As Carnegie , Gary Oldman is an effective antagonist. The actor portrays the villain ass soft-spoken for the most part and fairly naturalistic. He explodes only two or three times in the film, and the first of these is terrifying. Unlike the Oldman baddies of old, Carnegie does not need to prove his lethal force with every movement. He can afford to be affable because everyone in his town understands exactly what he can do. Carnegie is not a simple villain, either. In one memorable scene, he leans in to Eli and asks of the titular character, “Pray for me.” It is a sincere request, and Oldman’s eyes reveal just how much of Carnegie’s soul has been lost because he had to be the boss.

All of the film’s powerhouse acting is aided by some great action set-pieces. The film opens with a confrontation between Eli and the group of highwaymen that are revealed to be cannibals. The scene, tightly choreographed and edited, is played in shadow, and Eli reveals a ferocity and talent that is as mysterious as the book itself. The film’s centerpiece sequence is a raid of a farmhouse in the middle of nowhere where Eli and Solara are aided by a gentle, elderly couple. With inventive camera tricks, escalating levels of firepower and even a good dose of humor, the sequence plays extremely well.

In addition to the quality of the action, the Hughes Brothers — the film’s co-directors — bring a sense of reality to the proceedings. Although post-apocalyptic settings are pretty standard sci-fi movie fare after twenty years of “Mad Max” rip-offs, you never really question the situation in “The Book of Eli.” In similar films, there is often the sense of the present day just off screen. In the cheapest of these sorts of films, you will even see working highways and people not involved with the film going about their daily lives. Shot in New Mexico, “The Book of Eli” feels vast yet isolated. When the characters arrive in the ruins of a recognizable city, it’s much of a shock to the viewer as it is to Solara, a character who has grown up with no concept of cities.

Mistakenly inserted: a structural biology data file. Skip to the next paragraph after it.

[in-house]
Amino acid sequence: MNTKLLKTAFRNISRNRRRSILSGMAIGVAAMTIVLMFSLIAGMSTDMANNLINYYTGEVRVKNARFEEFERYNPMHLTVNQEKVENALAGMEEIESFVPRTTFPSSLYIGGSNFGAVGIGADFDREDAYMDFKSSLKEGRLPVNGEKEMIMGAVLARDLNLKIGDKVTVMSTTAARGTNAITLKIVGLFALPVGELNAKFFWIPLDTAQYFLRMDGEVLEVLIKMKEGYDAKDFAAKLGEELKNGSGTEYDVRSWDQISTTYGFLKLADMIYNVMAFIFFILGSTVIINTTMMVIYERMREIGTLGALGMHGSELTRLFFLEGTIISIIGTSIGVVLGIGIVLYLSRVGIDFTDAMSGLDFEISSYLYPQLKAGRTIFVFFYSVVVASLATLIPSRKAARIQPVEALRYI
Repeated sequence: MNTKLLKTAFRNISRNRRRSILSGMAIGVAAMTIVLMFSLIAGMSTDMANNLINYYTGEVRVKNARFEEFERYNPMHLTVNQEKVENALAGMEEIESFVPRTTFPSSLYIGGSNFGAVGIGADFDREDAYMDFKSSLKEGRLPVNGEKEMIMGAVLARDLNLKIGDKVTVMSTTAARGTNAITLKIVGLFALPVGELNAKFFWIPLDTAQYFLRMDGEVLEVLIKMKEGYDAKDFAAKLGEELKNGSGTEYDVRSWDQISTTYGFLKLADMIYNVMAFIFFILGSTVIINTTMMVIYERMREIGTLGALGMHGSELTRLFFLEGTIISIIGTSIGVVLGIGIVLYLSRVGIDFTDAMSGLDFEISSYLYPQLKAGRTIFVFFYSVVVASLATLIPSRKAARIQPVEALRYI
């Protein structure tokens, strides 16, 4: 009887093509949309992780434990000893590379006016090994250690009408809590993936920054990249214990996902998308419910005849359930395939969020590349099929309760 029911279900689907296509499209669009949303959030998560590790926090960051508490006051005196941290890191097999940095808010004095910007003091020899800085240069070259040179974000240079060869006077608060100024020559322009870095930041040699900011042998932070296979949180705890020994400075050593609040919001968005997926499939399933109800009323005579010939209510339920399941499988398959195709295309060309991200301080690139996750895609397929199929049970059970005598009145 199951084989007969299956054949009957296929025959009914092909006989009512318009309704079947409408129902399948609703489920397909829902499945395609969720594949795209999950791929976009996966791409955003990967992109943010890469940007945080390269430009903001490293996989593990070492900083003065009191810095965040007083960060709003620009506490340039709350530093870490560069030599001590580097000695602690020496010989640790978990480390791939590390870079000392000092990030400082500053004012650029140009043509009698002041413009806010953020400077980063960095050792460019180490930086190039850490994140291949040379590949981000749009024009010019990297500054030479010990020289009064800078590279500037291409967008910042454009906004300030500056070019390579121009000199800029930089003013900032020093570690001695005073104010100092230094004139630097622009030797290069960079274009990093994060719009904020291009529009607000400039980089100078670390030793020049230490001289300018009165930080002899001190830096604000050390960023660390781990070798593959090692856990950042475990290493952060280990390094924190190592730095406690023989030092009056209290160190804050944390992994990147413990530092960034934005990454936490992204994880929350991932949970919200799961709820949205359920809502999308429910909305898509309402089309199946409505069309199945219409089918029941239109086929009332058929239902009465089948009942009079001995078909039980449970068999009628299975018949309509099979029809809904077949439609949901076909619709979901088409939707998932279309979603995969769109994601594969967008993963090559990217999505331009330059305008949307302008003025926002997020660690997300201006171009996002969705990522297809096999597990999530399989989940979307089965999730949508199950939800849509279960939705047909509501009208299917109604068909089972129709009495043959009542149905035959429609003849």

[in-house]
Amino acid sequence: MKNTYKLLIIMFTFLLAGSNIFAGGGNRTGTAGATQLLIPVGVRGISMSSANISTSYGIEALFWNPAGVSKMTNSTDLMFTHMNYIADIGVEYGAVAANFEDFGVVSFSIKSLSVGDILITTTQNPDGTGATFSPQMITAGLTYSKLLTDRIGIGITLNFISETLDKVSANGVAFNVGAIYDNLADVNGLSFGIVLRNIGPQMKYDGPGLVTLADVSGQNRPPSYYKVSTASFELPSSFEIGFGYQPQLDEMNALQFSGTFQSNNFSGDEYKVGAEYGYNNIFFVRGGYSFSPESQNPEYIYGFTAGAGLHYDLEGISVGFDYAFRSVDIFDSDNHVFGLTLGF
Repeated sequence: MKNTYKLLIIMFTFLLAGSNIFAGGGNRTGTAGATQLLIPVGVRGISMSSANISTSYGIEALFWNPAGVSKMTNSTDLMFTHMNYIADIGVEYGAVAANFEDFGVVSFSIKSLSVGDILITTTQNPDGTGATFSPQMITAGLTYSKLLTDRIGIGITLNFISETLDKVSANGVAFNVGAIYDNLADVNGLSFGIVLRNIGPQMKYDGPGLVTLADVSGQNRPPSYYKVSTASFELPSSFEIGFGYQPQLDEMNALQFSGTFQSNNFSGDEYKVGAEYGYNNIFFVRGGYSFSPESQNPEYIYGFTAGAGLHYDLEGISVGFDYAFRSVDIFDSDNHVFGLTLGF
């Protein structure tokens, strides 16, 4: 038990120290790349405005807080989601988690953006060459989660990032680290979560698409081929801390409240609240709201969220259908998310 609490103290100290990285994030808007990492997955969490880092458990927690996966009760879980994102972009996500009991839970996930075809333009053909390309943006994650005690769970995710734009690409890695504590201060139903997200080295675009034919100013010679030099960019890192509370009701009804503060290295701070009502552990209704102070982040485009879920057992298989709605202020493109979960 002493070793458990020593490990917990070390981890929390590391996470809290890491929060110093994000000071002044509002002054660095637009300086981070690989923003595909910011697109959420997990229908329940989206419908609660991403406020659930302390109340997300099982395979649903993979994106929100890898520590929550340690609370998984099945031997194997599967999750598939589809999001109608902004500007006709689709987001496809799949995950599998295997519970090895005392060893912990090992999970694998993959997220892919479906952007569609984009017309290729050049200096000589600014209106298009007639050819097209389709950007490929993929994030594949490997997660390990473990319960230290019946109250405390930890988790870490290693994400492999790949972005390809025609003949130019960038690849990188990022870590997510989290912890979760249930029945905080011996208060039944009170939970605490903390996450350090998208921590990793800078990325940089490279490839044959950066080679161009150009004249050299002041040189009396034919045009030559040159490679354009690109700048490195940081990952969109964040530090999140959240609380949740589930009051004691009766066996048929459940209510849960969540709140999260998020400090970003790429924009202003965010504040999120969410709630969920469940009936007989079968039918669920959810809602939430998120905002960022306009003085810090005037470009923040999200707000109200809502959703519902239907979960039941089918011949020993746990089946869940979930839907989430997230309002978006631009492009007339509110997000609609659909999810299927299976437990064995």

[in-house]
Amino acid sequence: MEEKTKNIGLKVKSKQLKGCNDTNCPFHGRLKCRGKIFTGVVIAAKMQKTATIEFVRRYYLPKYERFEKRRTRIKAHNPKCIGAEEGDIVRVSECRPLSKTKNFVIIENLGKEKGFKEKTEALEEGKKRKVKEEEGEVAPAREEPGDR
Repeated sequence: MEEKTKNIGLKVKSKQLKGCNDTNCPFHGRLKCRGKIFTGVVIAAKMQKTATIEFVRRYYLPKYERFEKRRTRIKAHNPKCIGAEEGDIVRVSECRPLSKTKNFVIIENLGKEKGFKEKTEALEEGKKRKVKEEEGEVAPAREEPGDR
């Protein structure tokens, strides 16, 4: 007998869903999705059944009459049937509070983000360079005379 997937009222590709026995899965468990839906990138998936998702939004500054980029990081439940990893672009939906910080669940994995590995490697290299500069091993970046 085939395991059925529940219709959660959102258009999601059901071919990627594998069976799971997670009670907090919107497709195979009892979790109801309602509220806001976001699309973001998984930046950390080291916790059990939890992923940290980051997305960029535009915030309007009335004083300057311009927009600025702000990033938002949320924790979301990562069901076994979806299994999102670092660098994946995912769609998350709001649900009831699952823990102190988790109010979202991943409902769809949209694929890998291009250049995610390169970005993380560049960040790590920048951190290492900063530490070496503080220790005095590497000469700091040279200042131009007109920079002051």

The film does, however, take its time in getting to the plot. Eli’s initial walk to the town takes twenty minutes or so, and the ruins of the world are at times a little obvious. That luxurious opening could grate on those well-versed in the genre who are itching to see things move along, but once Washington begins to interact with others, the slow speed is replaced by the tension between two points of view on the book, represented by Washington and Oldman.

While there are several twists in “The Book of Eli,” the film’s most surprising effect is the way the premise will haunt the viewer. The film invites those that watch it to put themselves in Eli’s well-worn shoes, asking of them the question, given the last copy of the knowledge found in The Bible, what would you do with it? Destroy it? Cloister it away? Perhaps use it to form a new nation under your “careful” guidance? Maybe even preserve it? While the film never takes sides or presents the audience with an answer, it allows for a consideration of all of those viewpoints and leaves the audience with an intriguing puzzle: a mind game as entertaining as the film.

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Thor – Ray Stevenson to go Nutty Professor as Volstagg

Posted by LiveFor on December 11, 2009

As mentioned a while ago Ray Stevenson (Punisher: War Zone, Rome) is Volstagg of the Warriors Three alongside Stuart Townsend and Todanobu Asano in Kenneth Branagh’s Thor. The main question I had was whether Volstagg in the film would be as rotund as he is in the comic. 

Empire Online sorted the issue out when they spoke to Stevenson about Volstagg’s look. He won’t be going all method De Niro Raging Bull style instead he’ll be donning a bodysuit 

“It’s fantastic,” Stevenson said “I’ve tried the suit on, and what they’ve done is kind of sex him up: he’s sort of slimmer but rounder.”